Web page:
Bodega Marine Reserve research coordinator Jackie Sones has worked in or walked on the rocky shores of the North Coast almost every day for the last 15 years. But while she was surveying the reserve for sea stars in mid-June, she saw something new: strips of bleached algae draped across the rocks, like frost, and a swath of dead mussels, hundreds or maybe thousands of them, black shells agape, orange tissue shining in the sun, stretching across 500 feet of rocky tidepools.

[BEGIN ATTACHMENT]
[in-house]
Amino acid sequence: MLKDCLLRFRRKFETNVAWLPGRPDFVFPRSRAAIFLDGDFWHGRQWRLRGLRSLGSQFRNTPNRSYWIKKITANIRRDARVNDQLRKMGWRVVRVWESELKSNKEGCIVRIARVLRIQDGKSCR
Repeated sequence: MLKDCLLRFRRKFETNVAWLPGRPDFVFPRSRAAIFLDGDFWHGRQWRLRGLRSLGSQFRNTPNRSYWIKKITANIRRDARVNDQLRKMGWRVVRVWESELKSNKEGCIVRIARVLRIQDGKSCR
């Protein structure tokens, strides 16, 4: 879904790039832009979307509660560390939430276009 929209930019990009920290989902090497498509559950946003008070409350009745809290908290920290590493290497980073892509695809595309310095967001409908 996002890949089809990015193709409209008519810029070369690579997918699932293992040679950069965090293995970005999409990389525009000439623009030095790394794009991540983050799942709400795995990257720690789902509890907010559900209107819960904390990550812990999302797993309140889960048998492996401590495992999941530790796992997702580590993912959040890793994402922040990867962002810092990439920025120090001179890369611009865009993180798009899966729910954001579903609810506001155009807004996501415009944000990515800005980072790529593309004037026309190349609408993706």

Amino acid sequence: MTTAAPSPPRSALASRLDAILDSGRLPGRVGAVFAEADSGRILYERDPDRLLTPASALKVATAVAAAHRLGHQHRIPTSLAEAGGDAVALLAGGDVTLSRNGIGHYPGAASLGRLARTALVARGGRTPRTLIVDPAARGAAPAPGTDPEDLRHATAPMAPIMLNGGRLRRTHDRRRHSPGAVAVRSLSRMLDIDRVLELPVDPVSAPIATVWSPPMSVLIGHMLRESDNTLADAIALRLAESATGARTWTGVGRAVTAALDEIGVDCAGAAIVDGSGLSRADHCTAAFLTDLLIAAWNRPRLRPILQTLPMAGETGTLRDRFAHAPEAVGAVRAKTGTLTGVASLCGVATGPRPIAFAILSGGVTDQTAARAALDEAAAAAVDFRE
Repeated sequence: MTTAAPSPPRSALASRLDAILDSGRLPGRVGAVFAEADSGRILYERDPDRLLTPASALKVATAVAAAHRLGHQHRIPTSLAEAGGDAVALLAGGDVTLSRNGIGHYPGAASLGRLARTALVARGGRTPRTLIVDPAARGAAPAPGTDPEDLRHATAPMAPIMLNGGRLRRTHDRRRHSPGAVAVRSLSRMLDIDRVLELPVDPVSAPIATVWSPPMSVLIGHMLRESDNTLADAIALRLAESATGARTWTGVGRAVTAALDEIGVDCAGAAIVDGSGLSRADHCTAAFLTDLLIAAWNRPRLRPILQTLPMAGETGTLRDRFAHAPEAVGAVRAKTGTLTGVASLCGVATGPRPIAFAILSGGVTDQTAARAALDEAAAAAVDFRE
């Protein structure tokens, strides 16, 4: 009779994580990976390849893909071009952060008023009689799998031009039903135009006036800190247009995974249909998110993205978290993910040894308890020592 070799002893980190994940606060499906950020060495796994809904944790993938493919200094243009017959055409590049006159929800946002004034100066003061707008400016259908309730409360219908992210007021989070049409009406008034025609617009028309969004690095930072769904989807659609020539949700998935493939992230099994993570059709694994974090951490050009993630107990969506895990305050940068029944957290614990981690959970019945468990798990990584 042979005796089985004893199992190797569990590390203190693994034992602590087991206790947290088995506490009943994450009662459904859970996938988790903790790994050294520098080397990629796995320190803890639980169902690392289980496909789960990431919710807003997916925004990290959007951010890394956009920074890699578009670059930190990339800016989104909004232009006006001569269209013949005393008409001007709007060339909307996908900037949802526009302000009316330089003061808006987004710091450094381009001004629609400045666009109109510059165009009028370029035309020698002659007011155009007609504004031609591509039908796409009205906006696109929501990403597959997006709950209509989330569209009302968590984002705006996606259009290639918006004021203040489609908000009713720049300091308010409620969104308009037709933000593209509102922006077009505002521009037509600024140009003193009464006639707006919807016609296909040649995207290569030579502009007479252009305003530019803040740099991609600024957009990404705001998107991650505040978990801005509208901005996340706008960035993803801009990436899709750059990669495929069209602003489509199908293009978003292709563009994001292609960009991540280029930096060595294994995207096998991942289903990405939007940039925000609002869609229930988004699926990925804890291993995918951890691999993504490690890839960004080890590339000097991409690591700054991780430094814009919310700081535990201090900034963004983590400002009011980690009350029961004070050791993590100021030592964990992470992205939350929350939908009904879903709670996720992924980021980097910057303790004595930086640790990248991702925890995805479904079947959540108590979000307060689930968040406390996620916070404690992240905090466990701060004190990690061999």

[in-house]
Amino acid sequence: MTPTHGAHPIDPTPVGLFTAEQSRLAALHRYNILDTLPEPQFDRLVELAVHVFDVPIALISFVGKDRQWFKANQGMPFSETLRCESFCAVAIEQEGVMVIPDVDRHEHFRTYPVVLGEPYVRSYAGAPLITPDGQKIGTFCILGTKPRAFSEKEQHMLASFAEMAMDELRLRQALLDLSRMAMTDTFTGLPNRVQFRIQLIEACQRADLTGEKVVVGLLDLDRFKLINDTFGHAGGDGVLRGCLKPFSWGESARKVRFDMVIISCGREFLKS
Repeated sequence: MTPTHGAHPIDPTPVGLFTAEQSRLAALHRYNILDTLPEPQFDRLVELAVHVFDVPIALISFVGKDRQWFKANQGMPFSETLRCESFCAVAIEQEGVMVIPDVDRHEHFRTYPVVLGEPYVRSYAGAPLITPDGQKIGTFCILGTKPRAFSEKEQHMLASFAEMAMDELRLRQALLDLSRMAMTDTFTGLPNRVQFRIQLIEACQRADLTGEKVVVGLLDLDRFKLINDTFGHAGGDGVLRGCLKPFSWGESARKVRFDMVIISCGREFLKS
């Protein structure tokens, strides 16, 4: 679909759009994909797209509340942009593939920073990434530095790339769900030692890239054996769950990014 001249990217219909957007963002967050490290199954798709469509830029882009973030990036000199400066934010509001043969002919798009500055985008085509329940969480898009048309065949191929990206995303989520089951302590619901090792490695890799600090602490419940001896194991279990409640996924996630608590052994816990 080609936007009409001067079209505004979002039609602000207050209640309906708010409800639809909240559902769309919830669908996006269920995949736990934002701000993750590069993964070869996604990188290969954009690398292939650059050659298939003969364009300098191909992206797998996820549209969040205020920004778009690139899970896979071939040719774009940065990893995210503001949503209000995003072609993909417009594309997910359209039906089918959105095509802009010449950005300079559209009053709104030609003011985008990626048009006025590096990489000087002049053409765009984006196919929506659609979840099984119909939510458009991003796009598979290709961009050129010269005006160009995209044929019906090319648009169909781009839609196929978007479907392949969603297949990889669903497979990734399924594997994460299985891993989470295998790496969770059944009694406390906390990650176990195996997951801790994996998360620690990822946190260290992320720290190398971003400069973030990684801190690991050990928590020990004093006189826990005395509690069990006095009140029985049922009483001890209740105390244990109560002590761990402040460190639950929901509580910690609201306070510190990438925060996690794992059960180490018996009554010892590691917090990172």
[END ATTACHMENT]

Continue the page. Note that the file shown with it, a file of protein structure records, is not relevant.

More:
“It’s one of the first things you see, coming down the rocks into the middle of the intertidal zone,” she said. “They were very visibly dead.”
In all her time in Bodega Bay, she wrote in her blog The Natural History of Bodega Head, she’d never seen a mussel die-off that size, or affecting so many individual mussels.